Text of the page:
Does the Creation of 3D Homer Simpson on Stage Lead to Patent Infringement?

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Background
Back in 1862, John Pepper and Henry Dircks invented an illusion technique, now known as Pepper’s Ghost, which uses plate glass or plastic film and special lighting techniques to make objects seem to appear and disappear, or to make one object morph into another. Over the past century, Pepper’s Ghost has been used in places such as movies, concerts, magic shows and even Disneyland’s Haunted Mansion.

On 26 July 2014, a three-dimensional representation of Homer Simpson participated in Twentieth Century Fox Corporation’s (“Fox”) panel discussion, interacted with the Simpsons’ creator, Mr. Matt Groening, at the comic convention held in San Diego (the “Simpson’s Performance”).

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Hologram USA Inc. (“Hologram”) immediately sued Fox and Gracie Films, a film production company who co-produces the Simpson’s Performance, for patent infringement. Not only that, Hologram was so aggressive as to suing also those individuals and companies who supplied certain parts and equipment and technological know-how (“Suppliers”) for making the Simpson’s Performance, in the same lawsuit.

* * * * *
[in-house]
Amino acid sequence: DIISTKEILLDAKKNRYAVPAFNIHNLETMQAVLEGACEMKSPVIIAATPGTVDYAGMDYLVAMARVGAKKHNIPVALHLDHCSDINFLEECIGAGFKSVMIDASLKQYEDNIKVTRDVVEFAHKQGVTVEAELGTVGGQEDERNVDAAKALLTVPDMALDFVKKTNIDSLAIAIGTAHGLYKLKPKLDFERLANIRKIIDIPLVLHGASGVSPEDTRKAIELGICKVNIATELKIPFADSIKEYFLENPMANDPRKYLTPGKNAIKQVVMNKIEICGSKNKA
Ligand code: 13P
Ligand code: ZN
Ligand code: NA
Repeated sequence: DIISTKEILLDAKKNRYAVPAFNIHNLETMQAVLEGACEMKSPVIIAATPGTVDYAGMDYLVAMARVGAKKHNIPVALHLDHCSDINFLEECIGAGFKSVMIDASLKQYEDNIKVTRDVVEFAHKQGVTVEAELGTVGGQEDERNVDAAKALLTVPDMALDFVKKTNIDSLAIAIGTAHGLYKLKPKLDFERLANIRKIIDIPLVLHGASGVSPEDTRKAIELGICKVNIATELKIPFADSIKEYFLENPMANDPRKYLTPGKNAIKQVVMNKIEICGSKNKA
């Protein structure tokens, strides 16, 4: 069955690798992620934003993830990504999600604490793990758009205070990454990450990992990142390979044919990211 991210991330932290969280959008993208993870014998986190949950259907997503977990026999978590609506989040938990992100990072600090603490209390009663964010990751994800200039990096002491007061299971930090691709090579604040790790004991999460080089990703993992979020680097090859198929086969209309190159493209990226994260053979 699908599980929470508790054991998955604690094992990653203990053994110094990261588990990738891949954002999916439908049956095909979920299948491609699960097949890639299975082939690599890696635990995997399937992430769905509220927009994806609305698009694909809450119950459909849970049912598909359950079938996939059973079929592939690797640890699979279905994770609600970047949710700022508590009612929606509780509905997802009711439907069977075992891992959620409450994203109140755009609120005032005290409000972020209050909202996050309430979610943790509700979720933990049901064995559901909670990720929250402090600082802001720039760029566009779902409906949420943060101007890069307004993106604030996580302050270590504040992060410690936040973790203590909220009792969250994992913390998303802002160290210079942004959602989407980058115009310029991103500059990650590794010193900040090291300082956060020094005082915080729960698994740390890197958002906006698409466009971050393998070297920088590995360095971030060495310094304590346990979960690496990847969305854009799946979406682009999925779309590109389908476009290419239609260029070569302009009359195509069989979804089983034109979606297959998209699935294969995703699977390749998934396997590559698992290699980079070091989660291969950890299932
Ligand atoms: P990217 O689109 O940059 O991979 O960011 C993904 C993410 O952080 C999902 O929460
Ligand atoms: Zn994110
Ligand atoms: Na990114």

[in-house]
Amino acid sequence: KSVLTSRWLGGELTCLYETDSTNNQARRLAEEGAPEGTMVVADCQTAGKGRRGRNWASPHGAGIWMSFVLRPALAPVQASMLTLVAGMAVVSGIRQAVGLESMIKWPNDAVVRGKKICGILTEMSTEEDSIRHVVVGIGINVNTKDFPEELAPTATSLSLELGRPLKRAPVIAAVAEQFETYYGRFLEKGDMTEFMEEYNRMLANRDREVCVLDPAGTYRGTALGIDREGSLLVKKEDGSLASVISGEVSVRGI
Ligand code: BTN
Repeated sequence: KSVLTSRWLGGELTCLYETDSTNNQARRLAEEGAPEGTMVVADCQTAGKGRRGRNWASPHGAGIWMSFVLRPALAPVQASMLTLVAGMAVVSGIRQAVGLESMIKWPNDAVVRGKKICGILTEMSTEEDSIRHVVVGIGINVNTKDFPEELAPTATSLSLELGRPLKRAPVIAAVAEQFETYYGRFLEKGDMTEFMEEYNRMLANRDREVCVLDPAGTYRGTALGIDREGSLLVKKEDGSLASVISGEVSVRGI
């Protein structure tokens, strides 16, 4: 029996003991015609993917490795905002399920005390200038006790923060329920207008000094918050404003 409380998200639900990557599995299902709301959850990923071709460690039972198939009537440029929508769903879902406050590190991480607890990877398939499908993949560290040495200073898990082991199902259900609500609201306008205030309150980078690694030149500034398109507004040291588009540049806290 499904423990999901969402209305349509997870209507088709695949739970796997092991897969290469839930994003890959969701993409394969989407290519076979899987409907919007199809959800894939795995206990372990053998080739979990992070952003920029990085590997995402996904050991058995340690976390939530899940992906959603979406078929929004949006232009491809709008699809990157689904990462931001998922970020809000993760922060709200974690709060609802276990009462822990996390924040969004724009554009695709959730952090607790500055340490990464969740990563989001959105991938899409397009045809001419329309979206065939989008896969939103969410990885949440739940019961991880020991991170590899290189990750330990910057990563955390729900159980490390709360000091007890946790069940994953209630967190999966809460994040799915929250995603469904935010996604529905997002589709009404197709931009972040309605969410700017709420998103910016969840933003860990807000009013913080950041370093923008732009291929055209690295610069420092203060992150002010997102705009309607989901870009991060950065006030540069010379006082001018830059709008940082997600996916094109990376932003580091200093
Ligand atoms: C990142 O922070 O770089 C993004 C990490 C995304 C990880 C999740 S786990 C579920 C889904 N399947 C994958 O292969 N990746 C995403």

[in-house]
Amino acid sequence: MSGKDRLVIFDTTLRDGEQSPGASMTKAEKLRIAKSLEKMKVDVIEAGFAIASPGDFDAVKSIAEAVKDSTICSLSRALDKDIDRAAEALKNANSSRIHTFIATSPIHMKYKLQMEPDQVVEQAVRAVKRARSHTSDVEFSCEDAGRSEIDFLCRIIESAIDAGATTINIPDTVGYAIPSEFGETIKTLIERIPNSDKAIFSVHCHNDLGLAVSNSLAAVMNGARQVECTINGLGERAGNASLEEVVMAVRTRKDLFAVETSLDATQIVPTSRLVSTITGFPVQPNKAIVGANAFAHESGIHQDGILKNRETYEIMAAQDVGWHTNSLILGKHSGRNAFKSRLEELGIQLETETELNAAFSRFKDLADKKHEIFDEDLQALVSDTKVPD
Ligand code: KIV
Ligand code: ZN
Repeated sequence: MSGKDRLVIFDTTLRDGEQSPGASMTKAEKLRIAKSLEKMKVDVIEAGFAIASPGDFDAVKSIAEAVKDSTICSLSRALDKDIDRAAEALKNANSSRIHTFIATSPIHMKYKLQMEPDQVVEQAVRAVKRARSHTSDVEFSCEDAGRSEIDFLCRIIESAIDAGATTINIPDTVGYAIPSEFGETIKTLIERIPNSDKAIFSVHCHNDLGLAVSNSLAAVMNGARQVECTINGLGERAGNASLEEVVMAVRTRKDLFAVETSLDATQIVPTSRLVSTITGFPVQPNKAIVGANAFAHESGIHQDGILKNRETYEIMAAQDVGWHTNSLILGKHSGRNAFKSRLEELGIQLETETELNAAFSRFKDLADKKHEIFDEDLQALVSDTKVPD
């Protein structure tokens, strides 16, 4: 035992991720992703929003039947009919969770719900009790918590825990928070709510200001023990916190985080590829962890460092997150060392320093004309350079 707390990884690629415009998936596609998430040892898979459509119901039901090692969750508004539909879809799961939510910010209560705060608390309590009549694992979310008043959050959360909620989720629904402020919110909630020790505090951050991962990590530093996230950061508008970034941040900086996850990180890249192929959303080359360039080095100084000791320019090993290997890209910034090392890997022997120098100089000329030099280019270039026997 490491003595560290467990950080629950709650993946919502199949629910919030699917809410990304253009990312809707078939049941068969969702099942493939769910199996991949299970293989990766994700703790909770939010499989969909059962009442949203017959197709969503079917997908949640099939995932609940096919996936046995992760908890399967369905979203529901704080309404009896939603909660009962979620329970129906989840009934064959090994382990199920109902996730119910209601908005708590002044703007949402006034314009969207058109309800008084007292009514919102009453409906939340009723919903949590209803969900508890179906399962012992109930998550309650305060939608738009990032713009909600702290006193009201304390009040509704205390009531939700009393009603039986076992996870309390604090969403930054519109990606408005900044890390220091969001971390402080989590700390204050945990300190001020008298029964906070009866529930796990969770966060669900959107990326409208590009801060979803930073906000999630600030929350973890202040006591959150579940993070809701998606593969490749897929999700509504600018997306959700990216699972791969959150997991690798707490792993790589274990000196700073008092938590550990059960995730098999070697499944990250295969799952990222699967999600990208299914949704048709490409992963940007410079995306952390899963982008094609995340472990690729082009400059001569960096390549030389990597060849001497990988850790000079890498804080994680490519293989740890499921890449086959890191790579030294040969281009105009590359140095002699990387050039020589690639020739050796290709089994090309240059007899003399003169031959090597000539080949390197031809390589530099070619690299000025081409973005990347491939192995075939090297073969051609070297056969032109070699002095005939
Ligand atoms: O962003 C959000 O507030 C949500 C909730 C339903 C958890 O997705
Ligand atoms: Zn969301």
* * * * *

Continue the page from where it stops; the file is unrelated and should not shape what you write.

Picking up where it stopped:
Why using seemingly a technique that has been used for a century would still attract patent infringement liability? This article explores the potential patent infringement in the creation of holographic-like performance on stage.

The alleged patent infringement
Hologram has acquired exclusive licence rights to two patents relating to Pepper’s Ghost from Musion Das Hologram Limited and Uwe Maass (the “Patent Holders”) in the US. The two patents involved are proprietary projection systems that allow moving images to appear within a stage-like setting (the “Patented Technology”). Hologram claimed that the Patented Technology is capable of creating illusion of life-size, three-dimensional moving images on stage that are nearly indistinguishable from real people through the use of a patent system. The patent system offers various improvements over the Pepper’s Ghost technique, including better viewed quality, more visible even in high level of ambient light, and the removal of milky hue.  Hologram asserts that the Patented Technology is the only quality hologram technology available in the world that allows users to create life-like images. The technology has been used worldwide and even Prince Charles has used the hologram tool to make appearances.

Direct infringement